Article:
The normal angle of kyphosis in young patients ranges from 20-45°. One condition that may alter the normal thoracic curvature is Scheuermann’s disease.
Classified as one of the osteochondroses, Scheuermann’s disease usually appears just prior to puberty with roughly equal prevalence between males and females.
The condition is characterized by an increase in the normal thoracic kyphosis and is associated with structural changes in the vertebral bodies – namely wedging, endplate irregularities and diminished anterior vertebral body growth.
Long-term follow-up studies highlight that patients with Scheuermann’s disease tend to have more severe back pain, work lighter jobs and have more concerns regarding their appearance when compared with healthy patients. If left untreated, patients with kyphosis tend to experience a progression of their deformity and associated back pain.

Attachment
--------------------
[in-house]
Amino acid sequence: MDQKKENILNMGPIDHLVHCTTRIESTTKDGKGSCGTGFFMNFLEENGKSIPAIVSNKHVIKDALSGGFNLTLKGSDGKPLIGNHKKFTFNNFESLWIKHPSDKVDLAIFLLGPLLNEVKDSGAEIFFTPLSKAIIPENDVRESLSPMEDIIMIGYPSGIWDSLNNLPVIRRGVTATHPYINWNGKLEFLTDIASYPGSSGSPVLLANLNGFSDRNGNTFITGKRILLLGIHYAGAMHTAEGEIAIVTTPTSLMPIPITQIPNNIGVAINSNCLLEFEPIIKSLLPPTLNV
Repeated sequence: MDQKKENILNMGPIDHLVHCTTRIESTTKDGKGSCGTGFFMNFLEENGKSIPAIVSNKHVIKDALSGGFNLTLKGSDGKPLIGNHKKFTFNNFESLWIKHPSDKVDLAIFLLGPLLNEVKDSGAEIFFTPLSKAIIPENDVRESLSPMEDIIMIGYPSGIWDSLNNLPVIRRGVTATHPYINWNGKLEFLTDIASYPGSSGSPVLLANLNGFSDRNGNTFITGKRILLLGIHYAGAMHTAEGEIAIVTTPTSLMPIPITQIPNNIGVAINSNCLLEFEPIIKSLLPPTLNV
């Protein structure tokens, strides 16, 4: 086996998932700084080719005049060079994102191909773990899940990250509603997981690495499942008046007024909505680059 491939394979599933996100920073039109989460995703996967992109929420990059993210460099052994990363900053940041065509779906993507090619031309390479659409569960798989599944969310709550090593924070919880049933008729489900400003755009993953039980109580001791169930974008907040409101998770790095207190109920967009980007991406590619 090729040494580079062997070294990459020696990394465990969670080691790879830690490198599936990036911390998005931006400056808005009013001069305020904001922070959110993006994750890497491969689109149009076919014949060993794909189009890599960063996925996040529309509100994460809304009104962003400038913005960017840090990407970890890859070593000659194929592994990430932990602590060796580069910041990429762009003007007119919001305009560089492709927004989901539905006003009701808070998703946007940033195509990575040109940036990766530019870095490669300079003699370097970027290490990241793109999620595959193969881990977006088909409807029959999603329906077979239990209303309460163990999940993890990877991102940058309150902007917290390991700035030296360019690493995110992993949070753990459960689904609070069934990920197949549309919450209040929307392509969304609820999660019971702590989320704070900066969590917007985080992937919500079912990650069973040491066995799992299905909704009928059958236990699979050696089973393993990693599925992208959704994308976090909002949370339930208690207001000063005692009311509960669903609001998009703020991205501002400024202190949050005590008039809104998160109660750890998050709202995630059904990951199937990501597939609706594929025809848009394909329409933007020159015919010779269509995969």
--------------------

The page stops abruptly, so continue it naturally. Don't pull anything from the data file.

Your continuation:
The scientific literature points to bracing being an effective treatment for patients with hyper-kyphosis. Bracing appears to not only prevent progression in this group but may also serve to restore the normal kyphosis in some patients.
The best results from bracing are observed when treatment is initiated in skeletally immature patients who have curvatures of between 55-80°.